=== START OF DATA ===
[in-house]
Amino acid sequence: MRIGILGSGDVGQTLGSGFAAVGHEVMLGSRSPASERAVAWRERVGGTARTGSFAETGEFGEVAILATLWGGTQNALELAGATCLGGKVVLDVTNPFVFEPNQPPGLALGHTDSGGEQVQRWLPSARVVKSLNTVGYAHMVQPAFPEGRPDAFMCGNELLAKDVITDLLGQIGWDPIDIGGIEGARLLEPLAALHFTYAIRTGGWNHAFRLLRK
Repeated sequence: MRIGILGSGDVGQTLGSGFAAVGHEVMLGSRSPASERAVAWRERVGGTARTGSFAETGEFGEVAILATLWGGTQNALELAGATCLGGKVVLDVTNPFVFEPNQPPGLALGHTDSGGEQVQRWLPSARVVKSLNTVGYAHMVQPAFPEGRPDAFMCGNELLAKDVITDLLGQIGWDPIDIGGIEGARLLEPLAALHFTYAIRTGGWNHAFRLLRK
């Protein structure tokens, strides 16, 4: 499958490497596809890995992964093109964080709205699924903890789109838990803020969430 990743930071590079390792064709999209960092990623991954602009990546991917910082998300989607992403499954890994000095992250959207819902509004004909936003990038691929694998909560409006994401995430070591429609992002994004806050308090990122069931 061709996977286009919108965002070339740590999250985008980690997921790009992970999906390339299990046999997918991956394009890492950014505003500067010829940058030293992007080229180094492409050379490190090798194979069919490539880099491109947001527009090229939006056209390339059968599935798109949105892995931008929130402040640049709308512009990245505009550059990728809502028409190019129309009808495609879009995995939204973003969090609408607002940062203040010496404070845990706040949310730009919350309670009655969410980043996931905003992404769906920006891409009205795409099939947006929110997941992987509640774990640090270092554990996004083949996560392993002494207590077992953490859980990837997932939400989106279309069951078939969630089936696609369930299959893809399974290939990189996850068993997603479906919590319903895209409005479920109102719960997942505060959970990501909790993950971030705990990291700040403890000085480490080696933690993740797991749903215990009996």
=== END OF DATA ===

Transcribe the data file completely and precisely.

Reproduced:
[in-house]
Amino acid sequence: MRIGILGSGDVGQTLGSGFAAVGHEVMLGSRSPASERAVAWRERVGGTARTGSFAETGEFGEVAILATLWGGTQNALELAGATCLGGKVVLDVTNPFVFEPNQPPGLALGHTDSGGEQVQRWLPSARVVKSLNTVGYAHMVQPAFPEGRPDAFMCGNELLAKDVITDLLGQIGWDPIDIGGIEGARLLEPLAALHFTYAIRTGGWNHAFRLLRK
Repeated sequence: MRIGILGSGDVGQTLGSGFAAVGHEVMLGSRSPASERAVAWRERVGGTARTGSFAETGEFGEVAILATLWGGTQNALELAGATCLGGKVVLDVTNPFVFEPNQPPGLALGHTDSGGEQVQRWLPSARVVKSLNTVGYAHMVQPAFPEGRPDAFMCGNELLAKDVITDLLGQIGWDPIDIGGIEGARLLEPLAALHFTYAIRTGGWNHAFRLLRK
């Protein structure tokens, strides 16, 4: 499958490497596809890995992964093109964080709205699924903890789109838990803020969430 990743930071590079390792064709999209960092990623991954602009990546991917910082998300989607992403499954890994000095992250959207819902509004004909936003990038691929694998909560409006994401995430070591429609992002994004806050308090990122069931 061709996977286009919108965002070339740590999250985008980690997921790009992970999906390339299990046999997918991956394009890492950014505003500067010829940058030293992007080229180094492409050379490190090798194979069919490539880099491109947001527009090229939006056209390339059968599935798109949105892995931008929130402040640049709308512009990245505009550059990728809502028409190019129309009808495609879009995995939204973003969090609408607002940062203040010496404070845990706040949310730009919350309670009655969410980043996931905003992404769906920006891409009205795409099939947006929110997941992987509640774990640090270092554990996004083949996560392993002494207590077992953490859980990837997932939400989106279309069951078939969630089936696609369930299959893809399974290939990189996850068993997603479906919590319903895209409005479920109102719960997942505060959970990501909790993950971030705990990291700040403890000085480490080696933690993740797991749903215990009996």